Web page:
Forgery mystery creates a Pandora’s Box

Unanswered questions surrounding the James ossuary are pitting experts against each other, MICHAEL POSNER writes
The Globe and Mail (Canada), July 26, 2003

In a profession not normally noted for its belligerence, the strange case of Oded Golan and the James ossuary — potentially one of recent archeology’s most important discoveries — is generating a nasty little firefight.

The core of the dispute is whether the Aramaic inscription on the 2,000-year-old limestone bone box, — it reads “James, son of Joseph, brother of Jesus” — is a modern forgery.

Some of the world’s foremost experts in epigraphy and paleography believe the script is genuine. If it is, and if it refers to the New Testament’s James, a Jerusalem church leader, it would be the first historical reference to the father of Christianity.

But many other scholars, including those connected to the Israel Antiquities Authority, are convinced that it’s bogus.

The dispute has already besmirched the reputation of Golan, the ossuary’s owner. Yesterday, the middle-aged Israeli entrepreneur, an important collector of biblical artifacts, was released from an Israeli jail, where he had been questioned for five days on suspicion of forgery. No charges were laid.

Police officials said they had found the ossuary, said to be worth as much as $2-million (U.S.), sitting on a toilet in a shed on the roof of Golan’s modest Tel Aviv apartment. They also claimed to have found forging tools on the premises and several semi-completed forgeries.

“I do not know whether Oded Golan is a forger,” said Hershel Shanks, editor of the Biblical Archaeology Review [Subscribe] and a champion of the ossuary’s legitimacy. “What I do know is that the police, pressured by the IAA, have been sweating him to confess.” Golan’s release is unlikely to end the controversy.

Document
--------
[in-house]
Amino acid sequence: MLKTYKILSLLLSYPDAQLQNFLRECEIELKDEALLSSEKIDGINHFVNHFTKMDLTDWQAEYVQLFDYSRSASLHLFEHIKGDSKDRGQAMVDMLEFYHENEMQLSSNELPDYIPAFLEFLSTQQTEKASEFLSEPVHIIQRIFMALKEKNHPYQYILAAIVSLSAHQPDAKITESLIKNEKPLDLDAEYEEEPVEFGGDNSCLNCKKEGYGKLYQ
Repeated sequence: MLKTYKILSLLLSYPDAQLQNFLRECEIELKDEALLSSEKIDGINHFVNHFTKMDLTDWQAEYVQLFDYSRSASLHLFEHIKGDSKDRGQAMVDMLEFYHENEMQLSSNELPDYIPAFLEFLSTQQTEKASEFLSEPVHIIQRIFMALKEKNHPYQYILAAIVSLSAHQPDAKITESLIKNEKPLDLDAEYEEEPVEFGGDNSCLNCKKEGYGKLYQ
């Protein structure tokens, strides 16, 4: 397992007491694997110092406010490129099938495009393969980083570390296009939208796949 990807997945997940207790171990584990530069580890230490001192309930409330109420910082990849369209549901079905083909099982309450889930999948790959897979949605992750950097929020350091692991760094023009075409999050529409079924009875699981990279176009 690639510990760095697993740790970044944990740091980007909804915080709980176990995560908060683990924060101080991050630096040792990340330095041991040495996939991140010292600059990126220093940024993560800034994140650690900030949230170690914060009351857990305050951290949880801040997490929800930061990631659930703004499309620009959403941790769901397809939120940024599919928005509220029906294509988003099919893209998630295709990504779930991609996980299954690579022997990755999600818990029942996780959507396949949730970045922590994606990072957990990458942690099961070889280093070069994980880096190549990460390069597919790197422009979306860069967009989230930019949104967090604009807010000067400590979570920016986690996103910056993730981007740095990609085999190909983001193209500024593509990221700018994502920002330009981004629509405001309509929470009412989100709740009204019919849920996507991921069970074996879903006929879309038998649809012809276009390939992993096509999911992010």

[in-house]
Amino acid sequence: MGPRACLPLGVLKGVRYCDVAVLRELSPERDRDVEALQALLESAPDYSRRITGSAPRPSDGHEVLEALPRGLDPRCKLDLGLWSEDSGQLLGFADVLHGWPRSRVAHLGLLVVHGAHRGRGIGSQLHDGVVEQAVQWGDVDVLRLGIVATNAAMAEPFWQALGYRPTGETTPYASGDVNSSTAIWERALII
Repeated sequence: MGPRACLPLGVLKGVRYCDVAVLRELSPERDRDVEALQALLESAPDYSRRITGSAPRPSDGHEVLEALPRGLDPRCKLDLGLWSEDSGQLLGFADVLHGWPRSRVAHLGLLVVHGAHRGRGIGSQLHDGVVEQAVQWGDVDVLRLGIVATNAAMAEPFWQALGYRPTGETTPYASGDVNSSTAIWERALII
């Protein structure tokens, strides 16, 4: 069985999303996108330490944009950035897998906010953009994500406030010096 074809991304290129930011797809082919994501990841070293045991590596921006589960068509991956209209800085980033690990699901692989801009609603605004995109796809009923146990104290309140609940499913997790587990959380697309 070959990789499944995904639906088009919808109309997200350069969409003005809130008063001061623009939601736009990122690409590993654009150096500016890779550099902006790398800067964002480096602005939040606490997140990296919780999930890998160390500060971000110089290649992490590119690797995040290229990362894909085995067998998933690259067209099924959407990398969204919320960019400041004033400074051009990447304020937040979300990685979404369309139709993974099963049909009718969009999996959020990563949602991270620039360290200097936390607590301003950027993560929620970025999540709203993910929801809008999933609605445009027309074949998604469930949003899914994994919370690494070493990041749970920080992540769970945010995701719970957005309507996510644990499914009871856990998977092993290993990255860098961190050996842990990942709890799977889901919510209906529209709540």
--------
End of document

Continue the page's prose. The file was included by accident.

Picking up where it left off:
His detention followed a report earlier this month by the IAA concluding that both the ossuary, and another controversial relic to which Golan has a middleman connection — the so-called Yoash tablet, dating from the ninth century BC — are frauds.

The IAA report was signed by 14 prominent Israeli academics. One has since defected, saying the oxygen isotope test on which the IAA based its conclusion was flawed. Even more problematically, Amos Bein, director of the Geological Survey of Israel, which conducted the test, is now saying he’s agnostic on the question of the box’s legitimacy.

His test, Bein says, only proves that the inscription’s patina — the chemical film that forms over exposed rock — has been tampered with. The tampering may have been the work of a forger; alternatively, it may only be evidence that the inscription was cleaned. Bein says it’s still possible to believe the inscription is genuine.

Another very distinguished scholar, Israeli paleographer Ada Yardeni, has also cast a vote in favour of authenticity. The problem with trying to determine whether the ossuary is real or a fabrication is that for every analysis pointing in one direction, there are counter-indications and arguments. Neither geology nor epigraphy seems capable of providing a definitive answer.